As a result, there are more sophisticated markets where there is a good balance among the different internal models, but in other markets the knowledge is not so well developed, and we have limited tools to secure a level playing field. Moreover, it’s not only the level playing field between the internal model firms, but also the level playing field between internal model firms and standard formula firms, where we have concerns that the current framework is not providing sufficient safeguards for European consumers. 

In light of the Commission’s proposal to hand over enhanced powers to you, do you implement, or willing to implement, this enhanced status in the convergence effort?

The Commission’s proposal is currently being discussed at the political level. When these proposals were presented in September last year we expressed our support, and that we stand ready take a stronger role on supervisory convergence. 

In our daily practice, we see that there are still significant holes in the regulatory framework in terms of protection of the European consumer. Therefore, we strongly feel that work has to be done on the regulatory level. It cannot only be done by the national supervisory authorities and by EIOPA itself. Some of the issues need to be addressed by regulatory amendments. 

What is the main challenge for EIOPA on achieving a regulatory convergence across 27 national competent authorities?

For us the main challenge is to understand the specificities of national markets, for instance the impact of national law on how risks of certain products materialise. Sometimes the same products with the same characteristics may act in different ways due to national law, which makes it a challenge to understand. We need to understand these differences because otherwise we won't be able to add value to the work of the national supervisors. We can't use a one-size-fit-all approach to all our member states in terms of risks that we see in the market.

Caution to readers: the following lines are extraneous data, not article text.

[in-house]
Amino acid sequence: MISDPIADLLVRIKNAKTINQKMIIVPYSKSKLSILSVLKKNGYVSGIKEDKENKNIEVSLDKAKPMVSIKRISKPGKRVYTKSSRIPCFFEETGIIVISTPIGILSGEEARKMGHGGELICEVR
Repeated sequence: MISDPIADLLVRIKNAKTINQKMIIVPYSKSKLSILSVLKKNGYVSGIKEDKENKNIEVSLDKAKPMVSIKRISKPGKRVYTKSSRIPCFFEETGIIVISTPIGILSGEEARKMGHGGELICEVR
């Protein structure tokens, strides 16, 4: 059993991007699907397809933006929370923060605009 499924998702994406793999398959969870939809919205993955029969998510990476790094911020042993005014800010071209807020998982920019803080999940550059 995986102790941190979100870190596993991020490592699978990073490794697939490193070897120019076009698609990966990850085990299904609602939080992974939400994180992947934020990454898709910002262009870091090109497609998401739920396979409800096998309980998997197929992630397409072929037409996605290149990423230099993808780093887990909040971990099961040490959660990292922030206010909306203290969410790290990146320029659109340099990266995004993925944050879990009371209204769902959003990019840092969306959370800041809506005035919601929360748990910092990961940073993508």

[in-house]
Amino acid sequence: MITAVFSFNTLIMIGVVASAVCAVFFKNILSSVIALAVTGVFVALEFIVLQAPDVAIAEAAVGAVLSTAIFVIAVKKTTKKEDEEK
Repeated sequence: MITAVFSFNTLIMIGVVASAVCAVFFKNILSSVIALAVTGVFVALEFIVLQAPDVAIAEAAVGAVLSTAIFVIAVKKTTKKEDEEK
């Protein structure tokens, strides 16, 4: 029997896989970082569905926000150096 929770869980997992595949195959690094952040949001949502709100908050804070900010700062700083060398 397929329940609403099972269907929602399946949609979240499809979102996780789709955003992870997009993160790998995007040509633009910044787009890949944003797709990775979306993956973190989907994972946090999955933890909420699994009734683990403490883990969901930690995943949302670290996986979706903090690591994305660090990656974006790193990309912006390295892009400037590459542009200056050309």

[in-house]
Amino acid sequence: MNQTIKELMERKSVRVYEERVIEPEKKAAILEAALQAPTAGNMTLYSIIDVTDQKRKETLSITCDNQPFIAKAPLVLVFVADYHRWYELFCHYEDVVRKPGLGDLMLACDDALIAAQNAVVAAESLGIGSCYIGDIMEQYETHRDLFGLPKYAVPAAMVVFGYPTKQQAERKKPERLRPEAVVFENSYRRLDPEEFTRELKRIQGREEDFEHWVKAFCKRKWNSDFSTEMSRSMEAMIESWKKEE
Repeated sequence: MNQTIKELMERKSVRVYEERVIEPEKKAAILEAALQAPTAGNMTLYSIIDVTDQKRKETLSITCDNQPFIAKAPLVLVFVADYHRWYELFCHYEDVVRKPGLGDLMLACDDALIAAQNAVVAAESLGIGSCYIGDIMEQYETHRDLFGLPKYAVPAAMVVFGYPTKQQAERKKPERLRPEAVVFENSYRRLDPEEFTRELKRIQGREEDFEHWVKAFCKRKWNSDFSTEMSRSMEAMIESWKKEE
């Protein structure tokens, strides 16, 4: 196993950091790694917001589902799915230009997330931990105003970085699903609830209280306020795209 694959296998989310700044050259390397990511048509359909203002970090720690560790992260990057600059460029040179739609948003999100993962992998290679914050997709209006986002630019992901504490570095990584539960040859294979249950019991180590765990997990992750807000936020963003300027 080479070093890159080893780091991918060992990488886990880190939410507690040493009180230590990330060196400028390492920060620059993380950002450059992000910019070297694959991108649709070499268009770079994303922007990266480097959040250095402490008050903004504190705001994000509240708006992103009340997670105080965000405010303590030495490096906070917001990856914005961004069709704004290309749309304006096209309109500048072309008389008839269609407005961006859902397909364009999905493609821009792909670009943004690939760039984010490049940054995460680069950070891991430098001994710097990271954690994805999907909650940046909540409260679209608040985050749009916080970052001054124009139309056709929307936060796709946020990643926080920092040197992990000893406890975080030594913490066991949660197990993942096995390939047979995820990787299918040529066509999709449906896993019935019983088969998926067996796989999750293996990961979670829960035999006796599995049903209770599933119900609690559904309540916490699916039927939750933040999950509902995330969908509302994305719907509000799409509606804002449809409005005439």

Last year we launched nine cooperation platforms, a new tool developed by EIOPA to increase cross-border cooperation between supervisors. With these platforms we can step up and act timelier and much more decisively and make sure that European consumers are better protected. But, these tools also have some limitations. It all depends on the willingness of the national supervisory authorities to cooperate with us. In some of those nine platform we had to make substantial efforts to convince the home supervisor of its importance and countless times we had to explain our role in this. 

I understand that the data from Solvency II reporting will define the common risks for the national markets. But how would that help in promoting a common regulatory culture? What if the significance of each risk varies among countries?

Solvency II reporting is one of the tools. However, there are also our bilateral engagements, where we visit national supervisory authorities to understand the culture of the authority, to get to know the specific national challenges and their priorities. We need to make sure that we understand the individual risk profile. Because we receive all the data, we are able to provide the national supervisory authorities with harmonized reports that show their national data in a European context. This adds value at the national level because the national supervisory authorities get now a rich set of information about national firms and seeing the data in a European context, they can learn from other countries.